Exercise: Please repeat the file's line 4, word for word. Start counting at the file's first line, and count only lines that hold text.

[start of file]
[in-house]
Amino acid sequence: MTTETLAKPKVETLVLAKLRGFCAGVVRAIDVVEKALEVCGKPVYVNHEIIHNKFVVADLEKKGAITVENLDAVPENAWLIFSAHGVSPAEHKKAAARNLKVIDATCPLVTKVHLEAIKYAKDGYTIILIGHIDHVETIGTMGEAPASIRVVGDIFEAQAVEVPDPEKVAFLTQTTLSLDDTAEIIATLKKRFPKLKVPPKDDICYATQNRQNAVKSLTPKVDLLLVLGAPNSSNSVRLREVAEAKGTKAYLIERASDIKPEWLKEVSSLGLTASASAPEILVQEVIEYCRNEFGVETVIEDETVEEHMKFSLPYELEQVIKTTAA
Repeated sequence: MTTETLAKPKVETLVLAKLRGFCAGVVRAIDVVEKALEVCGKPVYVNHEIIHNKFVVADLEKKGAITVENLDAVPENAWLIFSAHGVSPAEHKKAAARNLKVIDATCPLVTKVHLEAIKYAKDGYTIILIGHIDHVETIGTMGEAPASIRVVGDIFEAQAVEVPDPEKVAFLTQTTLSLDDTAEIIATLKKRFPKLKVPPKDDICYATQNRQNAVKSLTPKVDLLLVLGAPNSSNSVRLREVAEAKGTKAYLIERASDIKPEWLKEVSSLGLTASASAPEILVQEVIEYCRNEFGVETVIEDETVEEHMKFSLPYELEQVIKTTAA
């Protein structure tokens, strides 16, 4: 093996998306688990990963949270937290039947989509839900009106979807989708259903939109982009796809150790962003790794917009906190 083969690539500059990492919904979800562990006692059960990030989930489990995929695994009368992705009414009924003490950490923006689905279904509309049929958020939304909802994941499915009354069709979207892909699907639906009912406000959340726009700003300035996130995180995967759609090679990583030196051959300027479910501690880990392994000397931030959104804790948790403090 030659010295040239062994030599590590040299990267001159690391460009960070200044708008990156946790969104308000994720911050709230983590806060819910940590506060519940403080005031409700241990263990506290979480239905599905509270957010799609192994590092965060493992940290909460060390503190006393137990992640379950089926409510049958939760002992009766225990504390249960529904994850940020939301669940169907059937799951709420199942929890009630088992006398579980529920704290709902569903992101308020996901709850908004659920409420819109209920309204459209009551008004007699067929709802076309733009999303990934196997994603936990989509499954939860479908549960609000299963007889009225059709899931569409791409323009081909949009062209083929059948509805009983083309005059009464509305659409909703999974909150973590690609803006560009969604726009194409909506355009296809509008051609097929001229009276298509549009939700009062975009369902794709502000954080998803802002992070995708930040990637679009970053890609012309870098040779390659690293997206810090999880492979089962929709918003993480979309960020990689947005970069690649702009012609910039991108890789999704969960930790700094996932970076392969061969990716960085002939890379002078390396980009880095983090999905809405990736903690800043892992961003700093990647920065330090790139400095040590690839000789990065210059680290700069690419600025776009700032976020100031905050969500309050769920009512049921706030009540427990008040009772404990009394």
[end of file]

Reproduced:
């Protein structure tokens, strides 16, 4: 093996998306688990990963949270937290039947989509839900009106979807989708259903939109982009796809150790962003790794917009906190 083969690539500059990492919904979800562990006692059960990030989930489990995929695994009368992705009414009924003490950490923006689905279904509309049929958020939304909802994941499915009354069709979207892909699907639906009912406000959340726009700003300035996130995180995967759609090679990583030196051959300027479910501690880990392994000397931030959104804790948790403090 030659010295040239062994030599590590040299990267001159690391460009960070200044708008990156946790969104308000994720911050709230983590806060819910940590506060519940403080005031409700241990263990506290979480239905599905509270957010799609192994590092965060493992940290909460060390503190006393137990992640379950089926409510049958939760002992009766225990504390249960529904994850940020939301669940169907059937799951709420199942929890009630088992006398579980529920704290709902569903992101308020996901709850908004659920409420819109209920309204459209009551008004007699067929709802076309733009999303990934196997994603936990989509499954939860479908549960609000299963007889009225059709899931569409791409323009081909949009062209083929059948509805009983083309005059009464509305659409909703999974909150973590690609803006560009969604726009194409909506355009296809509008051609097929001229009276298509549009939700009062975009369902794709502000954080998803802002992070995708930040990637679009970053890609012309870098040779390659690293997206810090999880492979089962929709918003993480979309960020990689947005970069690649702009012609910039991108890789999704969960930790700094996932970076392969061969990716960085002939890379002078390396980009880095983090999905809405990736903690800043892992961003700093990647920065330090790139400095040590690839000789990065210059680290700069690419600025776009700032976020100031905050969500309050769920009512049921706030009540427990008040009772404990009394």